What is Net Neutrality?

Imagine that the websites you access most often suddenly begin to charge subscription fees. Some of these fees you may opt into— online news subscriptions, video streaming, etc. Other fees you may not even notice you are paying— the shoes you want become more expensive as Nike is coerced to pay an increased fee for online advertising.

Net Neutrality is the idea that Internet Service Providers (ISPs) are forbidden from selectively restricting internet access or discriminating against certain users by charging a fee for certain websites or content. Under current net neutrality rules, all internet users have the right to an equal experience of the internet, independent of regulation. These rules enforce equal access to all brands online.

Why is Net Neutrality in the News?

Ajit Pai, current chairman of the FCC, is working to progress a proposal that will roll back existing net neutrality laws. If Pai’s proposal is passed, it will free ISPs to dictate internet speed based on the criteria of their choosing— meaning, users or websites who don’t pay to play are likely to receive a diminished experience. Essentially, the internet would be divided into “fast lanes” and “slow lanes.”

While this has obvious ethical and political considerations (ISPs could, in essence, disrupt the performance of sites that don’t align with their business or political interests), the focus in this writing will be to discuss the effect that the potential repeal of net neutrality would have on E-commerce.

E-commerce is More Than Just Internet Surfing

Since the dot com boom, E-commerce has evolved into a cornerstone of our economy. More than 50% of Americans have cited a preference for online shopping, while 80% of US consumers are estimated to have shopped online in the last thirty days.[1] Even traditional brick-and-mortar outlets are now incorporating digital elements into their in-store consumer engagement strategies— all things equal in regard to net neutrality, E-commerce shows signs of continued expansion.

How Would a Net Neutrality Rollback Affect My Digital Sales?

Just as a net neutrality rollback would allow ISPs to censor certain content, it would grant them power to set restrictions on access to any competitor services. Should this situation arise, organizations will face a definitive choice—play ball with the ISPs, or don’t.

Forgoing the Alliance with ISPs

For those organizations that decide not to align with ISPs, or refuse to pay the cost to operate in the “fast lane,” the consequences are material. There would be no regulations in place to prevent ISPs from throttling site traffic, forcing consumers to migrate to sites that have aligned with ISP demands.

The same study referenced above, conducted by Big Commerce and Kelton Global, has found that for more than 20% of all internet users worldwide, a slow, clunky, or inaccessible website experience would affect their decision to purchase a product. A separate study has shown that about half of a given website’s potential visitors will leave the site if their page doesn’t load in three seconds.[2] It results that a rollback of net neutrality would pose significant barriers to entry for entrepreneurs.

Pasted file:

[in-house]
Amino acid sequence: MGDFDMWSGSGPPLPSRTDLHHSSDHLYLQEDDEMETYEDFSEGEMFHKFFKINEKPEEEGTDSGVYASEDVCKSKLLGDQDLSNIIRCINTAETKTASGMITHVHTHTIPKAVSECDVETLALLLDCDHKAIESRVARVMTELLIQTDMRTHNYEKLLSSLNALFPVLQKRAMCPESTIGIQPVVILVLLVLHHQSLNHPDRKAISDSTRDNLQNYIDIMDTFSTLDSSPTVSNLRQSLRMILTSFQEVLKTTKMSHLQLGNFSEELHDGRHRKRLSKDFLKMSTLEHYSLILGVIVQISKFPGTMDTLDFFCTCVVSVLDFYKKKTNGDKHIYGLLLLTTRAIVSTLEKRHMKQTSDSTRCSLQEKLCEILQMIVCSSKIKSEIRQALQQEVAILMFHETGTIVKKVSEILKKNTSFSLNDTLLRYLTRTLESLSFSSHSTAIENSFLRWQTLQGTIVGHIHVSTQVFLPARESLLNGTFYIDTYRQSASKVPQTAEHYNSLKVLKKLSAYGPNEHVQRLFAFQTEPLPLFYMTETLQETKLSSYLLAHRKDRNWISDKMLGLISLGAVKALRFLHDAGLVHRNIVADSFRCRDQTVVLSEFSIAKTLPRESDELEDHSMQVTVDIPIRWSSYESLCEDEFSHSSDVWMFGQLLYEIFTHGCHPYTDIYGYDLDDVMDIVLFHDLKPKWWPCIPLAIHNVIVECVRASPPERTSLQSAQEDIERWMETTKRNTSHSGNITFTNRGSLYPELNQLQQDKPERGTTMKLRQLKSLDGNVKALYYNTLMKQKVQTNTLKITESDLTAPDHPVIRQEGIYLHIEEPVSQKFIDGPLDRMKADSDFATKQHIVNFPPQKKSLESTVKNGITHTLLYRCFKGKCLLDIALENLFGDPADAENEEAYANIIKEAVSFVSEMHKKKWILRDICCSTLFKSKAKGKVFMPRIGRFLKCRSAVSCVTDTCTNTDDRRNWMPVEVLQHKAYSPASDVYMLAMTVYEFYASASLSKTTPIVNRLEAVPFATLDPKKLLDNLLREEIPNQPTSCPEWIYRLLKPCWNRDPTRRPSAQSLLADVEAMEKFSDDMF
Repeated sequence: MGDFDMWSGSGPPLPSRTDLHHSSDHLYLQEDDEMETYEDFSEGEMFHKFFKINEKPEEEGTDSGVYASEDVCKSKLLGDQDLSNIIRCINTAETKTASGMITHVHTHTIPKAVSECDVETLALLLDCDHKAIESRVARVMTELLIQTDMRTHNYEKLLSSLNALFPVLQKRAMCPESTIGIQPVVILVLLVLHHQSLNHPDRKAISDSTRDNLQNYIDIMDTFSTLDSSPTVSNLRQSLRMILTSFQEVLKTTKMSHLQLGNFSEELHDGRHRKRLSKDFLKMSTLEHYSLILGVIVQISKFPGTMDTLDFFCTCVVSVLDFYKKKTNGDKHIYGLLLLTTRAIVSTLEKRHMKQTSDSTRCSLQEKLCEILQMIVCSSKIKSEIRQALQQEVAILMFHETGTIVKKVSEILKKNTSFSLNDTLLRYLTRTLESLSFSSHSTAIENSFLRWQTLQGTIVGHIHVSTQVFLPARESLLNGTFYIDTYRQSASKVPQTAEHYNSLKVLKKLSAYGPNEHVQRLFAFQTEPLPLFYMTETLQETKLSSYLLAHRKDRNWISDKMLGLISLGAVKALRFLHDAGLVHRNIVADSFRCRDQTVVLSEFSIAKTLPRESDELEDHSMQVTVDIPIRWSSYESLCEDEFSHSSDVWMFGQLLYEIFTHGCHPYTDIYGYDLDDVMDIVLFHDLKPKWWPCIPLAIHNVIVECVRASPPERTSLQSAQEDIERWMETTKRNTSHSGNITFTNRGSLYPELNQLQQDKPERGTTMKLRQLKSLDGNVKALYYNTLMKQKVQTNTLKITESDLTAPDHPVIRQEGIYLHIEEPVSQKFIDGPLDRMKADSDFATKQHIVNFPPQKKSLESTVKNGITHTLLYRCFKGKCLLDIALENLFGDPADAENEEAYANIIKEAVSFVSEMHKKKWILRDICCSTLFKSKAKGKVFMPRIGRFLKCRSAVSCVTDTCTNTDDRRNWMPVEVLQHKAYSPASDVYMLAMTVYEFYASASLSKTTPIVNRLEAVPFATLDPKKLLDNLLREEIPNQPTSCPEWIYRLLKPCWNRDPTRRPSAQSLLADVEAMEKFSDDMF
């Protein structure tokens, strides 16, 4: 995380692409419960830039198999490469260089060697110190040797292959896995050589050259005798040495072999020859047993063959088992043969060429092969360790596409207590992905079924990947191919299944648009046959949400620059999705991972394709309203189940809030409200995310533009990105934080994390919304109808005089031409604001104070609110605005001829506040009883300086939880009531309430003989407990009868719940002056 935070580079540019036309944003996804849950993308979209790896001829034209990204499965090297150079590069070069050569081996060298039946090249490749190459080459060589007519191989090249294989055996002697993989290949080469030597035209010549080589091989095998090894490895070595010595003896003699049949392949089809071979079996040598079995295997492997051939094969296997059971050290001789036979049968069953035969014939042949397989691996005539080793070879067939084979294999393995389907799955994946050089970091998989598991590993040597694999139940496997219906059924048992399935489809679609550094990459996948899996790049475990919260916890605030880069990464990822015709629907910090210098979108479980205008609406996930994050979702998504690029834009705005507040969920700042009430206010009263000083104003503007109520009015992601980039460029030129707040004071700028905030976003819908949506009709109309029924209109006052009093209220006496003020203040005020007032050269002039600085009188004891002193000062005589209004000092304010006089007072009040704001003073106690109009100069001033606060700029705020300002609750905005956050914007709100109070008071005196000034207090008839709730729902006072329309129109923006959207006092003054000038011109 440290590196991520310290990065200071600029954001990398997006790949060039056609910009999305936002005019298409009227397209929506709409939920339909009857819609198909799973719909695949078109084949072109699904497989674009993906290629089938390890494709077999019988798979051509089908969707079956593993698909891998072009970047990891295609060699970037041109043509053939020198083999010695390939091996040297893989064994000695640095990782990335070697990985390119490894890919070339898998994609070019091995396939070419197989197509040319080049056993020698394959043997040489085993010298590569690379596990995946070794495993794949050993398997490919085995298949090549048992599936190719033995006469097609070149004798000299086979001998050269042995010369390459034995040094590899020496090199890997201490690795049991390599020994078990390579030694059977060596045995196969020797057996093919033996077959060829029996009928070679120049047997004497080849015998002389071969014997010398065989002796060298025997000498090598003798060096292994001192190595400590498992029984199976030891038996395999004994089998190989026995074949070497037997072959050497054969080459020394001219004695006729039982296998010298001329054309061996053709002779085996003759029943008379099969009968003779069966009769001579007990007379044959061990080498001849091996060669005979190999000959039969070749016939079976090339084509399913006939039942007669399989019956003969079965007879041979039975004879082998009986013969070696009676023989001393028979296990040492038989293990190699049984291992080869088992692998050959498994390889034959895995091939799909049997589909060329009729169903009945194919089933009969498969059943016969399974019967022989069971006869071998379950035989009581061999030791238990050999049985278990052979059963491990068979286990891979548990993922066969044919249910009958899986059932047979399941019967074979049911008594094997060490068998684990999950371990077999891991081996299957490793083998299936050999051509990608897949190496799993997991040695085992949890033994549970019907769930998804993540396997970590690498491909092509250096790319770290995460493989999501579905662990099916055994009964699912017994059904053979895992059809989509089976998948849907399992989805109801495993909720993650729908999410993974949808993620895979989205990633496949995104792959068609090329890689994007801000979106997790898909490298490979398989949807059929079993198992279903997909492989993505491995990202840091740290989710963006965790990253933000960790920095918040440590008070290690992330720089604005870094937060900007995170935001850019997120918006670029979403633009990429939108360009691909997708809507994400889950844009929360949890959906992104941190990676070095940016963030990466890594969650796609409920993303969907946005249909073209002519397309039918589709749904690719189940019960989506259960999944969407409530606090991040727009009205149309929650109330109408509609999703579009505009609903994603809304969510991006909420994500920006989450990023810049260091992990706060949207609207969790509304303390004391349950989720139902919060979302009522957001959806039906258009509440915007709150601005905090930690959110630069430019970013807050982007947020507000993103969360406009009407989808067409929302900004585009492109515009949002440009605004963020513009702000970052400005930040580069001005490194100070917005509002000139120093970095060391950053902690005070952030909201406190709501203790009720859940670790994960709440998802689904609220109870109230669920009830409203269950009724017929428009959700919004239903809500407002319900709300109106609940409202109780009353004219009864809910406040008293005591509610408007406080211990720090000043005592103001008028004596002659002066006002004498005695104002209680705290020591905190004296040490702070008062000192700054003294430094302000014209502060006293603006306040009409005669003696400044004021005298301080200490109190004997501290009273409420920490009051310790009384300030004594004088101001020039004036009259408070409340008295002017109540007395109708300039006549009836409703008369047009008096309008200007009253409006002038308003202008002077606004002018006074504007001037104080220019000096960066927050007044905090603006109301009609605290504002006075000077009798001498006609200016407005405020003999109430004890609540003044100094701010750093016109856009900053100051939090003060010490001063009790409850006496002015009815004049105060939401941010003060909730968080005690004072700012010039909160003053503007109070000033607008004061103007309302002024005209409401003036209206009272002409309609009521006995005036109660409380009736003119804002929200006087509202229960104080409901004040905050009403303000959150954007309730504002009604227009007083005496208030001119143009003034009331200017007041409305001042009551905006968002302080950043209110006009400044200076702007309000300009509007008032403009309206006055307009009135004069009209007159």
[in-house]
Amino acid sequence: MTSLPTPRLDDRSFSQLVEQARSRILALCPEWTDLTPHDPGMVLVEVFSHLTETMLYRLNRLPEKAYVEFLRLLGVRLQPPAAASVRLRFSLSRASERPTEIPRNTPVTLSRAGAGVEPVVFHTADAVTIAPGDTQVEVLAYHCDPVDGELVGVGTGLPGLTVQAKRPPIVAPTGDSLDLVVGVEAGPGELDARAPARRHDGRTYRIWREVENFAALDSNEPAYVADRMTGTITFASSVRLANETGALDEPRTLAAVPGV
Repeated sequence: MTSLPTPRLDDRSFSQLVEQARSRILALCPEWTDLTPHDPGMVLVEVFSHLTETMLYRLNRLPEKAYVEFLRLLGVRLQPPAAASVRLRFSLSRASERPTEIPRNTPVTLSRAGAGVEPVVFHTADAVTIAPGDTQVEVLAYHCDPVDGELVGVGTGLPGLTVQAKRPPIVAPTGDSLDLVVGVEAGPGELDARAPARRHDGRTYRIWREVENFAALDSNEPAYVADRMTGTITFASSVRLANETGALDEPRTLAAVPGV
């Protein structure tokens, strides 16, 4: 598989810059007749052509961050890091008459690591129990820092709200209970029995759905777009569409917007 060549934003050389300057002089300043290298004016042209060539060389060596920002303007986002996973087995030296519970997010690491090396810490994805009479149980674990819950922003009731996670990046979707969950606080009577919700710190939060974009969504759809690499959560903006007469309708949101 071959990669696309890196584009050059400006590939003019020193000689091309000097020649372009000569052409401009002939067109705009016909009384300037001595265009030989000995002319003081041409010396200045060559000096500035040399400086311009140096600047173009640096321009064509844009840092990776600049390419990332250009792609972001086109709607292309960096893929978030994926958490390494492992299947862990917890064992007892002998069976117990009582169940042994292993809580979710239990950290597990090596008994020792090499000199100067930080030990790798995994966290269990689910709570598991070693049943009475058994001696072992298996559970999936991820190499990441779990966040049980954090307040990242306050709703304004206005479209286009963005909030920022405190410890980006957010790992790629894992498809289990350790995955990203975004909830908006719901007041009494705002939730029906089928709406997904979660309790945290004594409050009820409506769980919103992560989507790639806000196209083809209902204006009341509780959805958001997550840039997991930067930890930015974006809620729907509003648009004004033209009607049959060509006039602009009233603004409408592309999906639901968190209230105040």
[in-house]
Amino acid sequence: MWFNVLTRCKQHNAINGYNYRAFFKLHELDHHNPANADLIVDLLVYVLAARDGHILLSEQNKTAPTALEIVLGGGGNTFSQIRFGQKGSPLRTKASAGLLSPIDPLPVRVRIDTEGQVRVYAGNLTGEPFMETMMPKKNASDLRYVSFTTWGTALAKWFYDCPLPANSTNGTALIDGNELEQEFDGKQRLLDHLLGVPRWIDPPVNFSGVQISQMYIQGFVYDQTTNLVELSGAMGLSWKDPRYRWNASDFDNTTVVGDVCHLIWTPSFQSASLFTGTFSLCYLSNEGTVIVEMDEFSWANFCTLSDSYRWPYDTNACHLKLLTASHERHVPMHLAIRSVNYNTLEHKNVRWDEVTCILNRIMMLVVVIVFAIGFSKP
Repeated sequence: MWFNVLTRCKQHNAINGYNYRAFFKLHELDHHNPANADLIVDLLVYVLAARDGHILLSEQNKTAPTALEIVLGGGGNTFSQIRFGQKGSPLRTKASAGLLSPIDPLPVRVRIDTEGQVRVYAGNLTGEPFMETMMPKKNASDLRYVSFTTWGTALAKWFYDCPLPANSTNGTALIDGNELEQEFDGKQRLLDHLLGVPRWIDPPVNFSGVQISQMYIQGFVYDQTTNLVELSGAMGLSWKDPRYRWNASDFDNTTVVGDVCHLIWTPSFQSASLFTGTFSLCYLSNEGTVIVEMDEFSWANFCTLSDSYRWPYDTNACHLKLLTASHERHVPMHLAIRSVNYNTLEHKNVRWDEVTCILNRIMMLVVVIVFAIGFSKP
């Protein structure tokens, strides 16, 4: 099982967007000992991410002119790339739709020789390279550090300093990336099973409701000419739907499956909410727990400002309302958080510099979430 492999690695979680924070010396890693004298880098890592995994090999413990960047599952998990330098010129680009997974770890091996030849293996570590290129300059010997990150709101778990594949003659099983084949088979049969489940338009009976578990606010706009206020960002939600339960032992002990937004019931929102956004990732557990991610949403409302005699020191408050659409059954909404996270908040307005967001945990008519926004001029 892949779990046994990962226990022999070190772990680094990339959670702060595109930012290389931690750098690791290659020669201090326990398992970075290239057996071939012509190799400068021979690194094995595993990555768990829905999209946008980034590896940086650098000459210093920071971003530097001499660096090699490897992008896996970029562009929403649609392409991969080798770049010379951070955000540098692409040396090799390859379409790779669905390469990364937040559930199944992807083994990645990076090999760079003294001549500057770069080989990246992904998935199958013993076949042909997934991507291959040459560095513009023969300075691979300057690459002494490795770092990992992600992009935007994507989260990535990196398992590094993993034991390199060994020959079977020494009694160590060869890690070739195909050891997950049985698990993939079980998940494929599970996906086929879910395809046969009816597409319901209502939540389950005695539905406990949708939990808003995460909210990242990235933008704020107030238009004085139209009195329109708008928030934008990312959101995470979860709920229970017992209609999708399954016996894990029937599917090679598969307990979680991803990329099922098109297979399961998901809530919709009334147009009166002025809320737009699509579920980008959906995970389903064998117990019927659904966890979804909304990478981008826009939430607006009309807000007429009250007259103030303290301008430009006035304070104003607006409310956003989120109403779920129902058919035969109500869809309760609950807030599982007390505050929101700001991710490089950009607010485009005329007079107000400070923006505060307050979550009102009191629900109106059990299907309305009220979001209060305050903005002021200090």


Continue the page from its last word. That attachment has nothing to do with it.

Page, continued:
Aligning with the ISPs

Larger organizations who can afford to pay to play with ISPs will nonetheless be affected by a net neutrality rollback. Before we discuss, let’s make two key assumptions:

  • Said organization is not in direct competition with the ISPs in any way.
  • Upon contracting with an ISP, the relationship is such that the ISP will not enforce a “hostage situation,” in which the ISP demands increased payment in exchange for greater bandwidth.

Assuming the above are both true, E-commerce figures can still be affected. For one, as alluded to above in the hypothetical Nike example, an increase in costs associated with an organization’s online experience will result in the need to recover costs elsewhere. Even those brands for which cost is a competitive advantage will likely have to transfer these costs to consumers.. The more direct effect, however, lives outside of organizational control.

Open communication with other consumers is one of the most significant factors in influencing consumers to shop online. In fact, nearly a quarter of all shoppers have cited social media and online reviews as a significant source of influence in choosing where to spend.[3] Consumers want to hear from those they view as equals, and the internet provides an unparalleled channel for consumers to connect with each other and market on behalf of the organizations they support.

Alignment with an ISP can guarantee a good consumer experience once a consumer arrives to your website—it cannot guarantee that a consumer is piqued to navigate to your website in the first place.

How Should I Respond to the Net Neutrality Proposal?

The FCC is currently reviewing comments from the public on its proposal to roll back existing net neutrality regulations. If you’re interested in filing a comment, you can do so here.

Whether or not you choose to voice your opinion on the FCC’s proposal, it’s important that your organization stays abreast of this story, so that you can best prepare for any impact it may have upon your business.

 

For further discussion, contact Daniel at dkahan@wcapra.com.

 

[1] https://wearesocial.com/special-reports/digital-in-2017-global-overview

[2] https://blog.kissmetrics.com/loading-time/

[3] http://www.triplepundit.com/2017/07/net-neutrality-day-wasnt-just-internet-surfing/


How Net Neutrality Affects Your E-commerce Business
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